Document Type



Master of Science (MS)



First Advisor's Name

Piero R. Gardinali

First Advisor's Committee Title

Committee Chair

Second Advisor's Name

Jose R. Almirall

Third Advisor's Name

Kevin O’Shea

Fourth Advisor's Name

William T. Anderson

Fifth Advisor's Name

Jurian Hoogewerff


Laser ablation-ICP/MS, LC/MS/MS, Mass spectrometry, soils, sediments

Date of Defense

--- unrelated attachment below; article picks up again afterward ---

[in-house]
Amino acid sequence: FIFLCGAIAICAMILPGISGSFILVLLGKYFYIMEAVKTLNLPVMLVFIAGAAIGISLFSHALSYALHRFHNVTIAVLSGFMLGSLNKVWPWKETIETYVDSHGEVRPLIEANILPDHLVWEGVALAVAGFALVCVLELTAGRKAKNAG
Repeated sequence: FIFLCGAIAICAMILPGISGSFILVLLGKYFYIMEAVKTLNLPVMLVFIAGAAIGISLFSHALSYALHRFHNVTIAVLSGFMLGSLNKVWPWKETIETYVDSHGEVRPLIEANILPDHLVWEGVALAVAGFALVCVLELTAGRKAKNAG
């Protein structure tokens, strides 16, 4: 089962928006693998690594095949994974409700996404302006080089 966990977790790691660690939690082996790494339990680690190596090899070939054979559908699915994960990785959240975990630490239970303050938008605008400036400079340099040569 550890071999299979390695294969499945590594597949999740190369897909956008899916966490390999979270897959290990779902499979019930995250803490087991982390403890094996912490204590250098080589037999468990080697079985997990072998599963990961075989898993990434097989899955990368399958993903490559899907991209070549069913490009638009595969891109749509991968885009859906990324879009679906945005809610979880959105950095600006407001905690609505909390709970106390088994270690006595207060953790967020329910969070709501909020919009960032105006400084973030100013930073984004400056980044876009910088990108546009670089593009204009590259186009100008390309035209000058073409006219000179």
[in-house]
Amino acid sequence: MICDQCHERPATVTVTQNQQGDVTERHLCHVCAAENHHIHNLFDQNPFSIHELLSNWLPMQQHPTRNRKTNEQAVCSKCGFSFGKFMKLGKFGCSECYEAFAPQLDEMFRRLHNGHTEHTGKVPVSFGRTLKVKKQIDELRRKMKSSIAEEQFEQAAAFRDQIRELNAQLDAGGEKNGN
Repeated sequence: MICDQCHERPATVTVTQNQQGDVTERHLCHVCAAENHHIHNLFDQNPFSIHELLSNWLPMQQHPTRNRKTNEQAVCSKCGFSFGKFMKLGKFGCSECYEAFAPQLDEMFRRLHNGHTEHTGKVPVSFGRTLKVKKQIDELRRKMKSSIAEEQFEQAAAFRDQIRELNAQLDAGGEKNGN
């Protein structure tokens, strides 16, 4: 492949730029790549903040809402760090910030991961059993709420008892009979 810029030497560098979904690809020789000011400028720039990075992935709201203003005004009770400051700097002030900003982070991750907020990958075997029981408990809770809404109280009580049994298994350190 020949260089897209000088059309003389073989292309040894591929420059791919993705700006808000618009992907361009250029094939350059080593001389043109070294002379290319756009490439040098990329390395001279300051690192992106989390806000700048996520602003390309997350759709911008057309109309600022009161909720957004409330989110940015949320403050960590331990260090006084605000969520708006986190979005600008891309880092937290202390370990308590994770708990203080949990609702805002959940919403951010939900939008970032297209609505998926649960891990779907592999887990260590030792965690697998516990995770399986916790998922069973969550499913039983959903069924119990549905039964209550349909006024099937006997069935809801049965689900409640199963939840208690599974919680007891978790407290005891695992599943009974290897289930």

A comprehensive investigation of sensitive ecosystems in South Florida with the main goal of determining the identity, spatial distribution, and sources of both organic biocides and trace elements in different environmental compartments is reported. This study presents the development and validation of a fractionation and isolation method of twelve polar acidic herbicides commonly applied in the vicinity of the study areas, including e.g. 2,4-D, MCPA, dichlorprop, mecroprop, picloram in surface water. Solid phase extraction (SPE) was used to isolate the analytes from abiotic matrices containing large amounts of dissolved organic material. Atmospheric-pressure ionization (API) with electrospray ionization in negative mode (ESP-) in a Quadrupole Ion Trap mass spectrometer was used to perform the characterization of the herbicides of interest. The application of Laser Ablation-ICP-MS methodology in the analysis of soils and sediments is reported in this study. The analytical performance of the method was evaluated on certified standards and real soil and sediment samples. Residential soils were analyzed to evaluate feasibility of using the powerful technique as a routine and rapid method to monitor potential contaminated sites. Forty eight sediments were also collected from semi pristine areas in South Florida to conduct screening of baseline levels of bioavailable elements in support of risk evaluation. The LA-ICP-MS data were used to perform a statistical evaluation of the elemental composition as a tool for environmental forensics. A LA-ICP-MS protocol was also developed and optimized for the elemental analysis of a wide range of elements in polymeric filters containing atmospheric dust. A quantitative strategy based on internal and external standards allowed for a rapid determination of airborne trace elements in filters containing both contemporary African dust and local dust emissions. These distributions were used to qualitative and quantitative assess differences of composition and to establish provenance and fluxes to protected regional ecosystems such as coral reefs and national parks.





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